First ever human test flight of SpaceX’s Crew Dragon capsule could take off as soon as May
- SpaceX will conduct a test of Crew Dragon’s in-flight abort system this weekend
- The test will be the final one before the capsule is cleared for human launch
- Last year, Crew Dragon exploded during a test and badly damaged the capsule
SpaceX’s Crew Dragon first human-passengered launch may come sooner than expected.
According to a tweet from Ars Technica’s Eric Berger, Crew Dragon may now take its first astronauts to space on May 7 if everything goes according to plan. Variables could push the launch into Mary or April, added Berger.
‘Working date for SpaceX’s Demo-2 launch is May 7,’ tweeted Berger.
‘Dragon is in good shape. Launch date is fluid and mission may move into late April, or push later into May depending on a number of variables not hardware related. No final decision yet on duration.’
News of the expected launch date follows up successes on a major test of the craft’s launch abort system last month in which SpaceX put Crew Dragon to the ultimate test.
During the test, the craft launched into high-altitude and the boosters were exploded while the capsule was aborted at high-velocity – the most stressful point of the launch.
NASA’s commercial crew program manager said at the time that the launch abort test was ‘our last open milestone’ before sending astronauts Doug Hurley and Robert Behnken to the International Space Station.
The capsule has gone through ups and downs throughout the past several years. In April last year, an explosion engulfed the empty capsule in fire and smoke.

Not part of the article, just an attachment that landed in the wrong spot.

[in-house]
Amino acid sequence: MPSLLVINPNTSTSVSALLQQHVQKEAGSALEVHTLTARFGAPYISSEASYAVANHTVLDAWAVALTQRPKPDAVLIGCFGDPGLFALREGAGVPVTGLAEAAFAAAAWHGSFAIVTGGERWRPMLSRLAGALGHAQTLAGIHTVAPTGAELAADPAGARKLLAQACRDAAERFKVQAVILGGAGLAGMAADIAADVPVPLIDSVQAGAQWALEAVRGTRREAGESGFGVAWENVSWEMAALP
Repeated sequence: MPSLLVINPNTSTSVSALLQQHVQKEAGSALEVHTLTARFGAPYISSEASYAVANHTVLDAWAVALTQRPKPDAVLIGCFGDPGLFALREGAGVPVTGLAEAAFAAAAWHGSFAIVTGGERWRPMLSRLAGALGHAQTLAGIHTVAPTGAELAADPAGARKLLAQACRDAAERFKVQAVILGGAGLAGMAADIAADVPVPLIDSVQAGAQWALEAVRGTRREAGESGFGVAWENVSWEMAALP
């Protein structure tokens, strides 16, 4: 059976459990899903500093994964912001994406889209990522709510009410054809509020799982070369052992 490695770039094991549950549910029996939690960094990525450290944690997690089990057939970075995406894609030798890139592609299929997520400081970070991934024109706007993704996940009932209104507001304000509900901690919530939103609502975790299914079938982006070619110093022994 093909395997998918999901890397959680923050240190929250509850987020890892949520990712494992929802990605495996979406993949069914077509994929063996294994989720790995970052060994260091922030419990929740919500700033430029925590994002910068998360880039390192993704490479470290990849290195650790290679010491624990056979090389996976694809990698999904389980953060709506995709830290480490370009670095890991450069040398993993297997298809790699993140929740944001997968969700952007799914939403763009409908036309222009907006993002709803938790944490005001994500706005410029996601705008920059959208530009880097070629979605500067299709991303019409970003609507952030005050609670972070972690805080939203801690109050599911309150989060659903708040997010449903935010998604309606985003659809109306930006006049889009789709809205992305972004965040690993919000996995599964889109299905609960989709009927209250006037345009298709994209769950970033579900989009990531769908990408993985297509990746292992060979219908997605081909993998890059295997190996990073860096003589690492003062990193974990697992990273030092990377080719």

The incident was set off by a leaking component and completely destroyed the capsule – a glitch that has contributed to SpaceX’s delayed timeline for Crew Dragon, which it’s developing for NASA
SpaceX CEO Elon Musk, pictured with an illustration of the Crew Dragon capsule, has long sought to bring Crew Dragon back to form after an explosion derailed progress last April
As SpaceX works to get its Crew Dragon operational the company is working to reach a similar milestone in a test of its other craft, Starship.
The company hopes to fly its Starship rocket 12 miles into the air and then land it back on the ground, upright.
The test, which the company filed a permit with the FCC for, could take place as soon as mid-March.
Once the the capsule will be cleared for launching astronauts but also eventually clear the way for civilian space tourism.
WHAT IS SPACEX’ CREW DRAGON CAPSULE?
The March 2 test, the first launch of U.S. astronauts from U.S. soil in eight years, will inform the system design and operations (Artist’s impression)
The capsule measures about 20 feet tall by 12 feet in diameter, and will carry up to 7 astronauts at a time.
The Crew Dragon features an advanced emergency escape system (which was tested earlier this year) to swiftly carry astronauts to safety if something were to go wrong, experiencing about the same G-forces as a ride at Disneyland.
It also has an Environmental Control and Life Support System (ECLSS) that provides a comfortable and safe environment for crew members.
Crew Dragon’s displays will provide real-time information on the state of the spacecraft’s capabilities, showing everything from Dragon’s position in space, to possible destinations, to the environment on board.
Those CRS-2 Dragon missions will use ‘propulsive’ landings, where the capsule lands on a landing pad using its SuperDraco thrusters rather than splashing down in the ocean.
That will allow NASA faster access to the cargo returned by those spacecraft, and also build up experience for propulsive landings of crewed Dragon spacecraft.
Source: Read Full Article